• Outcomes-oriented platform: Finally, we think it would be helpful for this contribution process to happen in an online platform setting where contributors could view projected social outcomes across a “menu” of litigation project areas. For each menu option, the platform should present potential “outcomes” and potential “social impacts” calculated by a team of lawyers and economists (and adjusted for probability of winning). An outcome, for instance, could be “voter ID requirements are relaxed for X million people,” while a “social impact” could be “X million more low-income people will vote.” The distinction between outcomes and social impacts is important–the former can be deduced easily from the objective of the litigation area, while the latter relies on peer-reviewed empirical research, which may not have a clear consensus. To take our current example of voting ID laws, for instance, scholars are currently debating the extent to which strict ID laws do in fact decrease voter participation. Furthermore, because it is difficult for social scientists to estimate the causal effect of many legal changes, presenting donors with outcomes and social impacts will allow them to make their own tradeoffs.

We are not proposing that all litigation areas be converted into outcomes in terms of dollars, but instead that the platform allow contributors to make their own internal tradeoffs among, say, expansion of the franchise versus days of incarceration averted. If these contribution decisions are made on a single platform, individuals will also be able to “unbundle” their ideological preferences—in contrast to the current system where donors trust that the “bundle” of issues advanced by, say, the ACLU or the Institute for Justice will satisfy all their preferences for social change.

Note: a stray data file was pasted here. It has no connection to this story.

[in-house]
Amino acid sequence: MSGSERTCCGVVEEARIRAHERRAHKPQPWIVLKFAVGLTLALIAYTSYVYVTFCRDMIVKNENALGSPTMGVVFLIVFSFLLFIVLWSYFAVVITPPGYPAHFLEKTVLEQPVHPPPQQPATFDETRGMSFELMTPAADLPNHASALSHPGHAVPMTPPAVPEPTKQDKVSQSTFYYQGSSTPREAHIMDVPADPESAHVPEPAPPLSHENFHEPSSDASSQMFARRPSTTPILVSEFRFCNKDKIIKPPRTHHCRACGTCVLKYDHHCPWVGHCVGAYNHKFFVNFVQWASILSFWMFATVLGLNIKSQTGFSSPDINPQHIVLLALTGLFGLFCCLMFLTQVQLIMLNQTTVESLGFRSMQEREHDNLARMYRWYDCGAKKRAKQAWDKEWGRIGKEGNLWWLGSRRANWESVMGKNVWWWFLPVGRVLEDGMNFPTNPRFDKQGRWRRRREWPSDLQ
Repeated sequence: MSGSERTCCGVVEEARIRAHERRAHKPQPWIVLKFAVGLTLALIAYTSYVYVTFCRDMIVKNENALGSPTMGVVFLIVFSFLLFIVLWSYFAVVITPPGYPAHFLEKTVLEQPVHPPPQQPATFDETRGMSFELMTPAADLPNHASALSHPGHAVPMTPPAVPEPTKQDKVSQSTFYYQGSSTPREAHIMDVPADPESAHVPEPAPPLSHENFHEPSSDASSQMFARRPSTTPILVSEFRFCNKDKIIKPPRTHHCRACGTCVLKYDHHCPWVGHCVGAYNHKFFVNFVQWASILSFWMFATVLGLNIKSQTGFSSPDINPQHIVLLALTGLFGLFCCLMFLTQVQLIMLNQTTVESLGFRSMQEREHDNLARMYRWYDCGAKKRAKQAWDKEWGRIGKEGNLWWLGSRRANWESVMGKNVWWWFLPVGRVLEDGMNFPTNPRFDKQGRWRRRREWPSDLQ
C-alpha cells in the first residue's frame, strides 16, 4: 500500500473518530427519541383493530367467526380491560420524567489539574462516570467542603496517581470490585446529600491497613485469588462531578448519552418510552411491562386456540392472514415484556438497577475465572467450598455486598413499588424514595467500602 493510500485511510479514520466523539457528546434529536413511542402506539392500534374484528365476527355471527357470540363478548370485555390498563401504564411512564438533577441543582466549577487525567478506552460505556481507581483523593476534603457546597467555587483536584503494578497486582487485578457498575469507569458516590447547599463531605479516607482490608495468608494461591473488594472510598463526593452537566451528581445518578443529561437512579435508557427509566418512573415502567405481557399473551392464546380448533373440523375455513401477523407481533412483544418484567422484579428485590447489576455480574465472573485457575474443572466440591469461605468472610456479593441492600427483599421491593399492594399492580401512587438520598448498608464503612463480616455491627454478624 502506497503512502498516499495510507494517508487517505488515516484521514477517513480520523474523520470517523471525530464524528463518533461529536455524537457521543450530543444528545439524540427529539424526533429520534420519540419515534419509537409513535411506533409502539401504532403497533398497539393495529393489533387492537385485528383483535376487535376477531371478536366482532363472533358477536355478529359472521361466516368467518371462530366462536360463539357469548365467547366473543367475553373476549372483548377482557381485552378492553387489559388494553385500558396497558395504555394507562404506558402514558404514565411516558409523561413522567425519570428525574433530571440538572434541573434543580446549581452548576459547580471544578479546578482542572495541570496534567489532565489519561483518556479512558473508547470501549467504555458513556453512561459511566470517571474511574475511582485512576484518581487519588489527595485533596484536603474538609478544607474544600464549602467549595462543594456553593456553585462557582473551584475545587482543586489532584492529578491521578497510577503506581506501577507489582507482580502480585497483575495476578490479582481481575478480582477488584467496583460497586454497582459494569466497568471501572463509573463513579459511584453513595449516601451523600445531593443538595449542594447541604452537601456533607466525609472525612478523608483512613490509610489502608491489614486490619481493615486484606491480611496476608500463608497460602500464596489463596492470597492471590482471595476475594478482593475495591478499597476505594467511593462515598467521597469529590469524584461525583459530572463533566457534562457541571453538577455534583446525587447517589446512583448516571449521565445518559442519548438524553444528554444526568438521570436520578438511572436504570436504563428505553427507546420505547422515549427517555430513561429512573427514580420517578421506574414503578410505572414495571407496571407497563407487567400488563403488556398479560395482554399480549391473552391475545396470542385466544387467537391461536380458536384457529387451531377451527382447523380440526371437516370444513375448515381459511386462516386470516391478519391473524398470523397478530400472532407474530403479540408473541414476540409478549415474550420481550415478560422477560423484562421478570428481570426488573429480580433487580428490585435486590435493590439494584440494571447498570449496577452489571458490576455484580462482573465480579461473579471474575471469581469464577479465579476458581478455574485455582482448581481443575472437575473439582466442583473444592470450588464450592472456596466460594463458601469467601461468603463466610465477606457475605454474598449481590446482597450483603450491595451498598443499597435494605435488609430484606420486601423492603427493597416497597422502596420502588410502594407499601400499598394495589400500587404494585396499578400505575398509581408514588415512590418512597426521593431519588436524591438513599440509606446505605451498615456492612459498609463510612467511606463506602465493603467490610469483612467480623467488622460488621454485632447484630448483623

Implementing QF

  • Where will the funding for quadratic finance matching come from? The funding for QF matching could come from a few sources. First, philanthropists could directly pledge large contributions to be used as matching funds. Second, users of the platform could themselves be subject to a per-dollar tax to fill in remaining gaps, after taking into account large-donor matching funds, as described in Buterin, Hitzig, and Weyl (2018). Finally, litigation organizations themselves could set aside large contributions to be used for matching (e.g., the ACLU could use large donations to match quadratically the set of smaller contributions it receives across litigation areas). This final option would create matching funds that are “intra-organizational” rather than universally applicable across all litigation options on the platform.

What is the right scope for the “menu options” that people will contribute to? Menu options for funding can take any level of granularity. We think the appropriate level would be a “litigation stream” that describes a social outcome in a defined geographic region (e.g., “secure voting rights for disenfranchised felons in Florida”). The scope of both the outcomes and geographic area will determine the crowdfunding threshold required to unlock the funds. Scopes that are too large may never get funded, while scopes that are too small may pose information costs on contributors and/or fail to take advantage of economies of scale across lawsuits.

Potential variations: Although the focus of this piece is on philanthropically-funded impact litigation, we see a few variations to this structure worth mentioning.

  • Within state AGs’ offices: the above discussion uses impact litigation organizations as an example, but state attorneys general may be able to easily incorporate democratic participation into their affirmative litigation work. One might object that the public have elected their Attorney General precisely to make such choices, so this option will present a tradeoff between the benefits of democratization and the increased information costs on citizens.

  • Different outputs to fund: Instead of using funding for litigation itself, crowdfunding could be used for the production of amicus briefs lawsuits, expert testimony, or requests for publication of court decisions in already-existing lawsuits.

  • Philanthropic vs. financially sustainable approaches: This same mechanism could be used for profitable litigation ventures that have a public good dimension. For instance, a platform could market “enforcement bonds” for state attorneys general and city attorneys to bring affirmative litigation. This is just one example of a much broader range of financially lucrative litigation that might benefit from democratic input.

We are eager to discuss this idea with anyone who is interested in refining it and thinking about how to test it out in the real world.

Matt Prewitt (@m_t_prewitt) is the President of RadicalxChange Foundation and Paul Healy is a student at Yale Law School.